Roar writer Chloe Ferreux discusses the potential benefits and challenges facing the US-France relationship in the era of the Joe Biden Presidency
European leaders are struggling. US President Joe Biden’s victory in last year’s Presidential Election was welcomed in the European Union, especially in France. But on the other side of the Atlantic, what is really going on with this relationship?
Hoping to follow in the footsteps of France’s wartime leader Charles de Gaulle, incumbent French President Emmanuel Macron dreams of France being a leading power on the world stage, which is only possible through aligning itself with the United States. Whether it is within the European Union or with his American counterpart, it is real autonomy that the French President fears will be crushed again by the American giant. Thus, nothing could have been better for the French president.
Between the United Kingdom, which must make Brexit a priority, and Germany, which is busy finding a replacement for retiring Chancellor Angela Merkel, Macron had all the right cards to become the new de-facto European leader. Unfortunately, his ambitions do not seem to agree with the protectionist policies of the United States. Although Biden has replaced the more isolationist former President Donald Trump, Macron’s chances of promoting France close to the American superpower remain challenging. Indeed, Europe was not a priority for the United States even before Donald Trump and is not likely to be one now.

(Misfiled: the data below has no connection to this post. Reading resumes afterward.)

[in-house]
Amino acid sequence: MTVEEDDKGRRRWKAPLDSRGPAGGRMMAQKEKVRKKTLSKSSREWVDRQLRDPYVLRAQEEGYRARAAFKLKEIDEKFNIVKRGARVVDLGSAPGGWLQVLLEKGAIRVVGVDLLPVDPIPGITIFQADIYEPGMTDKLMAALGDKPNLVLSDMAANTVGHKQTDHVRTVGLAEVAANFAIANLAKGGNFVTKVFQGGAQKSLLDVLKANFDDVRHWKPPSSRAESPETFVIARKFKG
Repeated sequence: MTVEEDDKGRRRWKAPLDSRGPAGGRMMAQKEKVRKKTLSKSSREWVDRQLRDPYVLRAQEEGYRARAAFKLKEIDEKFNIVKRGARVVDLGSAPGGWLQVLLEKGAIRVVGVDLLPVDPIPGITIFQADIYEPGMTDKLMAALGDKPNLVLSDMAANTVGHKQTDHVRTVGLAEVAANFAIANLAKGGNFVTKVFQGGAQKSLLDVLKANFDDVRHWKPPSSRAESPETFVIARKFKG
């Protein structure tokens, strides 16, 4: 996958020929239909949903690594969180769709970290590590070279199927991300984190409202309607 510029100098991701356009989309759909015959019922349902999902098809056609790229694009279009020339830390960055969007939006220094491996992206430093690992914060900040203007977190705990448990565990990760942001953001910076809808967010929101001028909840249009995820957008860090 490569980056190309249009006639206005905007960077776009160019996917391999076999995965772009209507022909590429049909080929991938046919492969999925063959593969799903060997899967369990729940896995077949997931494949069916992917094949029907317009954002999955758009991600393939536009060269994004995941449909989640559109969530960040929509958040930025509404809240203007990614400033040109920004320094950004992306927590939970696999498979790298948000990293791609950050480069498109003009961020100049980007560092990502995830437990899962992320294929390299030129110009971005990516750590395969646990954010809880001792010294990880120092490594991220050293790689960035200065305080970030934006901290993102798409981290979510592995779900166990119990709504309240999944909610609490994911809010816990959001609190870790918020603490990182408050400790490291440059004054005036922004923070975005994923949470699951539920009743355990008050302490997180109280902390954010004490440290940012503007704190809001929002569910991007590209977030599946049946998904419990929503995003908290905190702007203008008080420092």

French ambitions do not resonate with the United States
The team that now occupies the White House has always had a strong link with France. Some have lived there, others have built friendships with the Elysée; however, this does not mean that the alliance is played in advance. The first sign that Macron’s dream relationship with Biden was not as solid as hoped was already apparent during the 2020’s presidential campaign. Indeed, the priority that the Democratic Party gave to foreign countries could have been described as insignificant. The Biden communication team had thus announced the colour at the Elysée when they had closed their doors to all diplomats. The priority is no longer to play the world’s gendarme card but to focus on domestic issues and American citizens.
Another complex problem that could slow down the construction of this relationship is the predominant personality of the two presidents. Even if the US are less interested in dealing with the international problems, they still need to lead the dance of the international politics spectrum – even if Macron hopes desperately to win his own place on the podium next to Biden. By reviving the memory of De Gaulle but also by trying to place himself as his worthy heir, he really wants to place Europe and France as an “autonomous partner”. This refusal of dependence on the United States or other pre-existing world organisations risks making the future relationship between the two men more complicated than they would like.